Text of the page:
Exhibit 5 to April 30, 2018 Preliminary Injunction
hearing. The Secretary approved Congressman
Lamborn's petition format on January 3, 2018, noting,
among other things, that “petition circulators must be
Colorado residents.” Exhibit 6. Candidates for the
Fifth Congressional District could collect signatures between
January 16, 2018 and March 20, 2018, id., a total of
63 days. Congressman Lamborn used 13 circulators to collect
signatures for his nominating petitions. On March 6, 2018, he
turned in his nominating petitions to the Secretary of State.
Docket No. 1 at 14. On March 29, 2018, the Secretary of State
found that 1, 269 signatures of the 1, 783 signatures
submitted were valid. Id. Because this number was
more than the 1, 000 signatures needed, the Secretary
determined that Congressman Lamborn had obtained a sufficient
number of signatures to be placed on the ballot for the June
26, 2018 primary election and issued a Statement of
Sufficiency. Exhibit 3.
Secretary uses the following procedures in reviewing
signature petitions. Once a candidate submits his or her
petitions to the Secretary for review, the Secretary of
State's Office takes the petitions to a division of the
Department of Personnel Administration in Pueblo. The
petitions are electronically scanned. First, the reviewers
check the circulator's affidavit for facial validity,
including whether the circulator filled it out properly,
signed it, and had it properly notarized. The reviewers then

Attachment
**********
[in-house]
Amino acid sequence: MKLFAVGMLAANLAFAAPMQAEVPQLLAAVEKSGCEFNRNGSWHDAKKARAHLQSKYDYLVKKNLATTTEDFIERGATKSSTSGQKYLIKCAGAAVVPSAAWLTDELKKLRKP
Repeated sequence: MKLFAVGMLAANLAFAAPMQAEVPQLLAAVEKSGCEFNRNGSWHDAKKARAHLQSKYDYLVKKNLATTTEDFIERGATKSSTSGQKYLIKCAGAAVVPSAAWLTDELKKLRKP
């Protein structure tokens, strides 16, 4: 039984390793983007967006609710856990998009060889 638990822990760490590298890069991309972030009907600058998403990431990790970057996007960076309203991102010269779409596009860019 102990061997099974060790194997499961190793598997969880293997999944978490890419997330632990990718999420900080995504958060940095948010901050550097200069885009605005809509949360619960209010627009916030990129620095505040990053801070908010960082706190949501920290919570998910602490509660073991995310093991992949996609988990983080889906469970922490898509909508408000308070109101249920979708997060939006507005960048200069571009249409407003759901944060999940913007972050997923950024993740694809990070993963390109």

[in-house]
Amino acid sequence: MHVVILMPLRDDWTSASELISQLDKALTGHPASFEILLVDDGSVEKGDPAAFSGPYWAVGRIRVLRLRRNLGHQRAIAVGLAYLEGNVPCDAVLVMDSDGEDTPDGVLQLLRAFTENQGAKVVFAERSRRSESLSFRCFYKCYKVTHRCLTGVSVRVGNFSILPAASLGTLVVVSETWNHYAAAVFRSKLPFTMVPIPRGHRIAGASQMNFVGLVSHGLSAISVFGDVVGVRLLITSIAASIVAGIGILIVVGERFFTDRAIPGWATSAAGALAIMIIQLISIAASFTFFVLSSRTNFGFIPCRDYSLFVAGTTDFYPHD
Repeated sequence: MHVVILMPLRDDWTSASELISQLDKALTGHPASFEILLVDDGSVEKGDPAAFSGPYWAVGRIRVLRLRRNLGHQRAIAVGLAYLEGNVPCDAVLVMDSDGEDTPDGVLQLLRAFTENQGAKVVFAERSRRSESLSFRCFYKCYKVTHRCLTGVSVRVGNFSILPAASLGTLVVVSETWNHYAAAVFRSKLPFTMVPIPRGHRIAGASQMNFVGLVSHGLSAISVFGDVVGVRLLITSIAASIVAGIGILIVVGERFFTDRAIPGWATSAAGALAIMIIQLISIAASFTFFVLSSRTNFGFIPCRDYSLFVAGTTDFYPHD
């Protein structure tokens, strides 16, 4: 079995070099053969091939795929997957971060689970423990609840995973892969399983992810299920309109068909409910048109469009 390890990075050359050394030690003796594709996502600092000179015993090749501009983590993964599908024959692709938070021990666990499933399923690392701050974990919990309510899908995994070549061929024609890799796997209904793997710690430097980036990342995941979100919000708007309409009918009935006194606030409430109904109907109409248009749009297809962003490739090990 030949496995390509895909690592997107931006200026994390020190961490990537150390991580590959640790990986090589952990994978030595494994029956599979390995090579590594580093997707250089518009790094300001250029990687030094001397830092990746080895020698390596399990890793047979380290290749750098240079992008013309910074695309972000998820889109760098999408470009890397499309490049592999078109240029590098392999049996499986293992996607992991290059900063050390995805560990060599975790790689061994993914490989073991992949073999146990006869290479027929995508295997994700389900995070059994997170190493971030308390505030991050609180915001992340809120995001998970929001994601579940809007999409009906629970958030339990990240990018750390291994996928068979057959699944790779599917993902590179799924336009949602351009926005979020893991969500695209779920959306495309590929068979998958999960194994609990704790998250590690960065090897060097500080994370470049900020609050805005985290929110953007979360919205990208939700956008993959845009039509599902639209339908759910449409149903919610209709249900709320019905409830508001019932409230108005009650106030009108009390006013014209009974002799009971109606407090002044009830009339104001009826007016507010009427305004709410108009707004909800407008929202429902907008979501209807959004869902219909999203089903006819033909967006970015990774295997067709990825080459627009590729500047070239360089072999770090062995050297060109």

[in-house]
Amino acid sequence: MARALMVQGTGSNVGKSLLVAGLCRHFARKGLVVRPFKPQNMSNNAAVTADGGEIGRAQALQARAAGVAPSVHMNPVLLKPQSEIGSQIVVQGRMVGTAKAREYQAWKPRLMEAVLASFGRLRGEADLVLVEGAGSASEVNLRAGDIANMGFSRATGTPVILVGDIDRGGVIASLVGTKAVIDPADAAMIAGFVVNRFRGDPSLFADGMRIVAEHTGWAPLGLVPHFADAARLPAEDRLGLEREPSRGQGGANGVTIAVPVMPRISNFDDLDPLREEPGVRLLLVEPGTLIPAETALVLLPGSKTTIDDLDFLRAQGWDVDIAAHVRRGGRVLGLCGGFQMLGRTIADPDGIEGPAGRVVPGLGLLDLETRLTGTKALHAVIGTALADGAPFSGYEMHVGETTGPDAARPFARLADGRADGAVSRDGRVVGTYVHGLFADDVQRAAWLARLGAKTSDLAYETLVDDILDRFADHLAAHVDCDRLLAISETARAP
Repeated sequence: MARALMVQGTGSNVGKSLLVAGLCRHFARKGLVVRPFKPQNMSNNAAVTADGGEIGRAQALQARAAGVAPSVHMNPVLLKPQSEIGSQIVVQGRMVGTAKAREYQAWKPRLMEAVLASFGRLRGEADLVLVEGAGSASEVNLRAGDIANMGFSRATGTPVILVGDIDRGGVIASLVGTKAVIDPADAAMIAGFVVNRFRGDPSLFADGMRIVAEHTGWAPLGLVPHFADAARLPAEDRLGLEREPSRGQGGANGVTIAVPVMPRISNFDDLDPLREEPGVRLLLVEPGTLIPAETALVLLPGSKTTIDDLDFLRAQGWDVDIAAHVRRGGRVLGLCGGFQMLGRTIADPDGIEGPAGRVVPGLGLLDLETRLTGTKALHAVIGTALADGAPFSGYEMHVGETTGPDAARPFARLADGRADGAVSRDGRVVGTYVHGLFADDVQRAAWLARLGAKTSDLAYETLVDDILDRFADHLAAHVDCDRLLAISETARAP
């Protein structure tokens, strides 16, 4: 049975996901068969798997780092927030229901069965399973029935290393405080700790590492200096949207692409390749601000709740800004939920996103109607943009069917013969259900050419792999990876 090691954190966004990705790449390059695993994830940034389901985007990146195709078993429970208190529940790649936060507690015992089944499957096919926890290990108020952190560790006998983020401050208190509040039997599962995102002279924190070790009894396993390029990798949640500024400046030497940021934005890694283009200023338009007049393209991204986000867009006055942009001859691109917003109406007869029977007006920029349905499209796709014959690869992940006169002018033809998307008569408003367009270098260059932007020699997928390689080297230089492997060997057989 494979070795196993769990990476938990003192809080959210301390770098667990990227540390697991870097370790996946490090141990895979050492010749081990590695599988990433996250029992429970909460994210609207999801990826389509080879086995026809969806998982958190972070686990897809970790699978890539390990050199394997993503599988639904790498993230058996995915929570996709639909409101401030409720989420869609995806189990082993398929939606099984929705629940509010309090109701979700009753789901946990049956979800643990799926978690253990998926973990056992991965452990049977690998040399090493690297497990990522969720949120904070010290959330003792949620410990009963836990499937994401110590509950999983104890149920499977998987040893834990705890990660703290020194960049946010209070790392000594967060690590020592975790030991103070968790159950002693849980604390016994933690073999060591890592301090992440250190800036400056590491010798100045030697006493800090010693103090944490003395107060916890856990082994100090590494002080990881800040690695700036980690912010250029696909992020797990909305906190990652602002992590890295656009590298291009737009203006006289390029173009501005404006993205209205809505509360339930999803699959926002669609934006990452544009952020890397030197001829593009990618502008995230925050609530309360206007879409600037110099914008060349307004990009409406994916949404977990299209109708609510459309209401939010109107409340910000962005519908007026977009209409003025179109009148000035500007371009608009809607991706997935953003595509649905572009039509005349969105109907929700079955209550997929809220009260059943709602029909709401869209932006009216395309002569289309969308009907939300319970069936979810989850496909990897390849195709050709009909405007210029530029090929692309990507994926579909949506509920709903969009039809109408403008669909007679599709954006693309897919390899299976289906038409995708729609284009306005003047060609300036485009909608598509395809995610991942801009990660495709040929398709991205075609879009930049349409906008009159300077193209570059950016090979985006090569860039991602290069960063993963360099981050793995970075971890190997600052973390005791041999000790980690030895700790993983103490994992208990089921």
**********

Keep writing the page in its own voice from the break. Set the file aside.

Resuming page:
run the circulator's information through the state voter
registration database to determine whether that person meets
the qualifications to be a circulator, such as being over 18
years old, being affiliated with the proper political party,
and being a resident of Colorado. Any problems regarding
these issues are subject to a cure period wherein the
candidate may attempt to correct the defects, the goal being
to give every registered elector the opportunity to have his
or her signature counted. Second, the reviewers check the
information on each signature line to make sure that such
information matches the information in the voter registration
database for that person. This process determines whether the
person was eligible to sign the petition. The second step
also includes a signature verification procedure that
Colorado is implementing for the first time this year,
wherein the signature on the petition is compared, through
the Secretary's electronic voter registration database,
to the most recent signature for that voter. These signatures
may include the signature of a voter on the back of a
previously submitted mail-in ballot. If, in the opinion of
the trained reviewers, the signatures match, the Secretary
accepts the otherwise valid signature. If not, that signature
is subjected to an additional level of review whereby at
least two bipartisan reviewers compare that petition
signature to any other signatures of that person in the voter
registration database. If those reviewers determine that the
petition signature does not match, the Secretary provides a
list of the nonmatching signatures to the candidate so that
the candidate can attempt to cure.
April 3, 2018, five voters from the Fifth Congressional
District filed a petition in the District Court for the City
and County of Denver pursuant to Colo. Rev. Stat.
§§ 1-1-113 and 1-4-909 challenging the Secretary of
State's statement of sufficiency regarding Congressman
Lamborn's petitions. The petitioners claimed that seven
of Congressman Lamborn's circulators did not live within
the State of Colorado in violation of the residency
requirement of Colo. Rev. Stat. §
1-4-905(1). Congressman Lamborn was allowed to
intervene in the proceeding. On April 10, 2018, the state
district court, after an evidentiary hearing, found that one